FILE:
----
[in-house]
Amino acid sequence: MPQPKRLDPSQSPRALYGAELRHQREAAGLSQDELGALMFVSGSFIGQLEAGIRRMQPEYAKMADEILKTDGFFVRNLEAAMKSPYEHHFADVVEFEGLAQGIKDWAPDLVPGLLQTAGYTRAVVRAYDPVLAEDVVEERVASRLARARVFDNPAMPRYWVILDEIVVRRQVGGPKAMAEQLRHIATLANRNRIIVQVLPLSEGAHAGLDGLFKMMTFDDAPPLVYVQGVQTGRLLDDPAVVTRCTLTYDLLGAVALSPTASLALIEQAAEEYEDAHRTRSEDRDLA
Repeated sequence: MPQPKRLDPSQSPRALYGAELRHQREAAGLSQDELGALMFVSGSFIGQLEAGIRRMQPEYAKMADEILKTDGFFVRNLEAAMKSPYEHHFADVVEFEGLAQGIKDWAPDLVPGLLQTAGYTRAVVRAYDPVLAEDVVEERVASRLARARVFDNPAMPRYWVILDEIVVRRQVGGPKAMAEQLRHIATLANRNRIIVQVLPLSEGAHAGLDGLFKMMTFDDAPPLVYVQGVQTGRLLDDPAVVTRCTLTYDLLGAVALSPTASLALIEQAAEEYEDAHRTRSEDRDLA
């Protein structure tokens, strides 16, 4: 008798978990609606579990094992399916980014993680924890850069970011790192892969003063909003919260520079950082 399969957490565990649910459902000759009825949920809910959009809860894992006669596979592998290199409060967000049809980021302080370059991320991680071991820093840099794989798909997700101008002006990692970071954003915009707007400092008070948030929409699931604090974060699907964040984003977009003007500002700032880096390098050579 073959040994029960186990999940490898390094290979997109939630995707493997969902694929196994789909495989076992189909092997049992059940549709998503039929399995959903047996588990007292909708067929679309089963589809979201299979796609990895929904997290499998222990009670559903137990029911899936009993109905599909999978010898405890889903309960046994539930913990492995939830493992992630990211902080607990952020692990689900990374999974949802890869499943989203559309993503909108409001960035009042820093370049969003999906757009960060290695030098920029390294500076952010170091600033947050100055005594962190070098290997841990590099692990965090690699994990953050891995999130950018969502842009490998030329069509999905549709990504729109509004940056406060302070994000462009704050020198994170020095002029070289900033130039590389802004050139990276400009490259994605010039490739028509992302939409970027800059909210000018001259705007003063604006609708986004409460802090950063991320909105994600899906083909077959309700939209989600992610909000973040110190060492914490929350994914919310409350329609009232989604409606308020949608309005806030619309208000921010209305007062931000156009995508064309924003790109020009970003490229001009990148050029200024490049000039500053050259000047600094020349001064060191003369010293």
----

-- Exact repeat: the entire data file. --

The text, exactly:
[in-house]
Amino acid sequence: MPQPKRLDPSQSPRALYGAELRHQREAAGLSQDELGALMFVSGSFIGQLEAGIRRMQPEYAKMADEILKTDGFFVRNLEAAMKSPYEHHFADVVEFEGLAQGIKDWAPDLVPGLLQTAGYTRAVVRAYDPVLAEDVVEERVASRLARARVFDNPAMPRYWVILDEIVVRRQVGGPKAMAEQLRHIATLANRNRIIVQVLPLSEGAHAGLDGLFKMMTFDDAPPLVYVQGVQTGRLLDDPAVVTRCTLTYDLLGAVALSPTASLALIEQAAEEYEDAHRTRSEDRDLA
Repeated sequence: MPQPKRLDPSQSPRALYGAELRHQREAAGLSQDELGALMFVSGSFIGQLEAGIRRMQPEYAKMADEILKTDGFFVRNLEAAMKSPYEHHFADVVEFEGLAQGIKDWAPDLVPGLLQTAGYTRAVVRAYDPVLAEDVVEERVASRLARARVFDNPAMPRYWVILDEIVVRRQVGGPKAMAEQLRHIATLANRNRIIVQVLPLSEGAHAGLDGLFKMMTFDDAPPLVYVQGVQTGRLLDDPAVVTRCTLTYDLLGAVALSPTASLALIEQAAEEYEDAHRTRSEDRDLA
């Protein structure tokens, strides 16, 4: 008798978990609606579990094992399916980014993680924890850069970011790192892969003063909003919260520079950082 399969957490565990649910459902000759009825949920809910959009809860894992006669596979592998290199409060967000049809980021302080370059991320991680071991820093840099794989798909997700101008002006990692970071954003915009707007400092008070948030929409699931604090974060699907964040984003977009003007500002700032880096390098050579 073959040994029960186990999940490898390094290979997109939630995707493997969902694929196994789909495989076992189909092997049992059940549709998503039929399995959903047996588990007292909708067929679309089963589809979201299979796609990895929904997290499998222990009670559903137990029911899936009993109905599909999978010898405890889903309960046994539930913990492995939830493992992630990211902080607990952020692990689900990374999974949802890869499943989203559309993503909108409001960035009042820093370049969003999906757009960060290695030098920029390294500076952010170091600033947050100055005594962190070098290997841990590099692990965090690699994990953050891995999130950018969502842009490998030329069509999905549709990504729109509004940056406060302070994000462009704050020198994170020095002029070289900033130039590389802004050139990276400009490259994605010039490739028509992302939409970027800059909210000018001259705007003063604006609708986004409460802090950063991320909105994600899906083909077959309700939209989600992610909000973040110190060492914490929350994914919310409350329609009232989604409606308020949608309005806030619309208000921010209305007062931000156009995508064309924003790109020009970003490229001009990148050029200024490049000039500053050259000047600094020349001064060191003369010293």